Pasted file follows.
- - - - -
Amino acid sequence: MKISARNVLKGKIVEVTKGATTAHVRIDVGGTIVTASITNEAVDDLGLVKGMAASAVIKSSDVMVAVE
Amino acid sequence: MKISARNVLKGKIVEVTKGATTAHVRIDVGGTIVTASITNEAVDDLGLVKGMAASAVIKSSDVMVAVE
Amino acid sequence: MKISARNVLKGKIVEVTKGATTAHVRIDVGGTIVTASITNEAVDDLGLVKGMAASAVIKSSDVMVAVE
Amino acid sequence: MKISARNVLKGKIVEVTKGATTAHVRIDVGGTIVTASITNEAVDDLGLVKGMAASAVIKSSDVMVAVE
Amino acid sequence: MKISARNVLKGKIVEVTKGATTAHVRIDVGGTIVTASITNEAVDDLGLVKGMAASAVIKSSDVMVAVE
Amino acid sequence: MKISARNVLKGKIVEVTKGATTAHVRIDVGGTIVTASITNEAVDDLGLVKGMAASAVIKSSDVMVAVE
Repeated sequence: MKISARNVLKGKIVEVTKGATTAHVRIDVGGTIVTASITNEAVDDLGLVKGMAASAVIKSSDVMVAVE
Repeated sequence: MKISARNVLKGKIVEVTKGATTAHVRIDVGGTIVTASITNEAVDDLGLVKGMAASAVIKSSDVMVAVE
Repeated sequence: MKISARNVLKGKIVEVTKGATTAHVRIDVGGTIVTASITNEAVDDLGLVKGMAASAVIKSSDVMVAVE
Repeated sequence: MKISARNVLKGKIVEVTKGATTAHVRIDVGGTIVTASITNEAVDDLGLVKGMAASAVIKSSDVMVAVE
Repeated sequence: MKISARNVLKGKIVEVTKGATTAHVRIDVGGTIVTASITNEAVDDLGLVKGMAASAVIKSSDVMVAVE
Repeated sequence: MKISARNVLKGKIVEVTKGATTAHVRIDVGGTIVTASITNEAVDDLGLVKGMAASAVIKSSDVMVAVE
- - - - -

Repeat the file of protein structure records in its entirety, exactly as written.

Amino acid sequence: MKISARNVLKGKIVEVTKGATTAHVRIDVGGTIVTASITNEAVDDLGLVKGMAASAVIKSSDVMVAVE
Amino acid sequence: MKISARNVLKGKIVEVTKGATTAHVRIDVGGTIVTASITNEAVDDLGLVKGMAASAVIKSSDVMVAVE
Amino acid sequence: MKISARNVLKGKIVEVTKGATTAHVRIDVGGTIVTASITNEAVDDLGLVKGMAASAVIKSSDVMVAVE
Amino acid sequence: MKISARNVLKGKIVEVTKGATTAHVRIDVGGTIVTASITNEAVDDLGLVKGMAASAVIKSSDVMVAVE
Amino acid sequence: MKISARNVLKGKIVEVTKGATTAHVRIDVGGTIVTASITNEAVDDLGLVKGMAASAVIKSSDVMVAVE
Amino acid sequence: MKISARNVLKGKIVEVTKGATTAHVRIDVGGTIVTASITNEAVDDLGLVKGMAASAVIKSSDVMVAVE
Repeated sequence: MKISARNVLKGKIVEVTKGATTAHVRIDVGGTIVTASITNEAVDDLGLVKGMAASAVIKSSDVMVAVE
Repeated sequence: MKISARNVLKGKIVEVTKGATTAHVRIDVGGTIVTASITNEAVDDLGLVKGMAASAVIKSSDVMVAVE
Repeated sequence: MKISARNVLKGKIVEVTKGATTAHVRIDVGGTIVTASITNEAVDDLGLVKGMAASAVIKSSDVMVAVE
Repeated sequence: MKISARNVLKGKIVEVTKGATTAHVRIDVGGTIVTASITNEAVDDLGLVKGMAASAVIKSSDVMVAVE
Repeated sequence: MKISARNVLKGKIVEVTKGATTAHVRIDVGGTIVTASITNEAVDDLGLVKGMAASAVIKSSDVMVAVE
Repeated sequence: MKISARNVLKGKIVEVTKGATTAHVRIDVGGTIVTASITNEAVDDLGLVKGMAASAVIKSSDVMVAVE